ACT News

Alleged Canberra drug importer facing life imprisonment

A Canberra man who allegedly had commercial quantities of drugs delivered right to his front door is facing a maximum of life imprisonment.

Christopher Walter Thorn, 38, was caught out by authorities after Customs intercepted a large quantity of the drug GBL, similar to party drug GHB, on the way to his address in Phillip. 

More than five litres of GBL was replaced with an inert substance, and sent on to Thorn. 

The package was ordered using his real name and address, and Thorn allegedly signed for it when it arrived. 

Police tracked the parcel, searching his home, and finding $38,000 cash inside the home.

The discovery of the cash almost made Thorn's girlfriend, a public servant, faint from surprise, a court heard.


Two other shipments seized by Customs allegedly contained two litres and 25 litres of GBL respectively, and a list of other consignment numbers was also found.

The amount of drugs seized was far above what the law considers to be a commercial quantitiy, which is one litre.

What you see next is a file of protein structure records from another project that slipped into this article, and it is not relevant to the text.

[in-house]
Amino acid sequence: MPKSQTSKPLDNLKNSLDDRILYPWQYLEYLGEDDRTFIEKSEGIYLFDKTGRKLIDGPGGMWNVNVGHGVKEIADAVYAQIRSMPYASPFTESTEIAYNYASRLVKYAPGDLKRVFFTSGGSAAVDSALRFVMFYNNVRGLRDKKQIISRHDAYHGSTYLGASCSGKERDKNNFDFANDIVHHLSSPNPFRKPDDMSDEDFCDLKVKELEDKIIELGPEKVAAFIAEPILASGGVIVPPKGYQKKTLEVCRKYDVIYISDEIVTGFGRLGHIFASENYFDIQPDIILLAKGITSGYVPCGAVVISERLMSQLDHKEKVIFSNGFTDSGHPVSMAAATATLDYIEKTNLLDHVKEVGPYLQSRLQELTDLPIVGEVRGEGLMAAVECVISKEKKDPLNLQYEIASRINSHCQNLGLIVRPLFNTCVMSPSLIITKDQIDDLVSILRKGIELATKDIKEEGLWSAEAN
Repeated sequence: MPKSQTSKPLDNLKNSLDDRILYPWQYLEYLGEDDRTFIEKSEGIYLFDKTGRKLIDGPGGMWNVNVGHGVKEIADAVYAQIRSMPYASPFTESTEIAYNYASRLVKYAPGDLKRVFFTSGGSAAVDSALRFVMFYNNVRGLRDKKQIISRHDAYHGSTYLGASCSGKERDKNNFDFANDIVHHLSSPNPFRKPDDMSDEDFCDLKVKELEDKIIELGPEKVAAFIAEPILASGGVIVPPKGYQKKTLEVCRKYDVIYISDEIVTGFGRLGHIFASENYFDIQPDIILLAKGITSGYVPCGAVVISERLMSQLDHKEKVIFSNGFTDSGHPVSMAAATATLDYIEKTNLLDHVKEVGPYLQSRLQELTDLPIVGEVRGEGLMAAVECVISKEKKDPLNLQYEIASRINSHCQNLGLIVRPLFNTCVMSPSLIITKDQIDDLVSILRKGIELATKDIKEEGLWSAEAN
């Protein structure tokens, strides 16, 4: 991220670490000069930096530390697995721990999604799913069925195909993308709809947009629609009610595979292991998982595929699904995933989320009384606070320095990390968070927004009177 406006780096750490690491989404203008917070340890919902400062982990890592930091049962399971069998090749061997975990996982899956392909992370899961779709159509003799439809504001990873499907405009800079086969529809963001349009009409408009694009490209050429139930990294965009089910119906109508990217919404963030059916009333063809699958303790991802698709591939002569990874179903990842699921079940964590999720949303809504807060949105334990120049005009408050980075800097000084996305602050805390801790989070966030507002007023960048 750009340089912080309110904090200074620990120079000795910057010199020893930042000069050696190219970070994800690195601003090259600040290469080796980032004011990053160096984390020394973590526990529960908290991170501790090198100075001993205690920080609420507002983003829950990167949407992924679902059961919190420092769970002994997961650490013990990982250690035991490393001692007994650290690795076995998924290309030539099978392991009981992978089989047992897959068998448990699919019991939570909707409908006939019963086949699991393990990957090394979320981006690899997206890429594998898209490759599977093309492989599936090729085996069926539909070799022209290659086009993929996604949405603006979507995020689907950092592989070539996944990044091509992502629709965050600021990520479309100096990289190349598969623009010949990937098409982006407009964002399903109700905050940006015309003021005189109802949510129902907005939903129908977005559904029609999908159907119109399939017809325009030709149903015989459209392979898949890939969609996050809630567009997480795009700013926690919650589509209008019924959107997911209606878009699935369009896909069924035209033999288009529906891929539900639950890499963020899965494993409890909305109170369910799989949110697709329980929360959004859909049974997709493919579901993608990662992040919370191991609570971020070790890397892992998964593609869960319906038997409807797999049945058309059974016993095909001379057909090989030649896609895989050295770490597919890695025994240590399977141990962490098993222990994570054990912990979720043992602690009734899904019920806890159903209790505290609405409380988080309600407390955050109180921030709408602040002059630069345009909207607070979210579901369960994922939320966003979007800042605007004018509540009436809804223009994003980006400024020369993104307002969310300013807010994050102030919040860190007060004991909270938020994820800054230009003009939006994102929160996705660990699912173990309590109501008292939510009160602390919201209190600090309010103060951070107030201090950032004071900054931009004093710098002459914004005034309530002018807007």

The charges were described in the ACT Magistrates Court on Thursday as "extremely serious".

Thorn is facing maximum penalties of life imprisonment for each of the two charges before the court.

He may also be charged over eight clip seal bags suspected to contain ice, which were found in his home.

Commonwealth prosecutor Katrina Musgrove told the court that Thorn had admitted to using GBL for 12 years to police. 

He told police he had no idea it was a border controlled drug. 

Ms Musgrove opposed Thorn's release on bail, arguing his drug addiction meant he was likely to reoffend, and that the seriousness of the crimes and strength of the case made him a flight risk.

Thorn was unemployed and relied on the disability support pension, the court heard. 

But Thorn's Legal Aid lawyer Michael Toole said his client would report to police daily, provide a surety, and submit himself to supervision and urine tests. 

He acknowledged the offences were serious, but said: 

"It's clear that it's not a professional endeavour that Mr Thorn has been engaged in."

"It wasn't extremely well executed, it would seem."

But Magistrate Peter Dingwall deemed Thorn to be a flight risk and a risk of reoffending and denied him bail. 

The case will reappear early next month.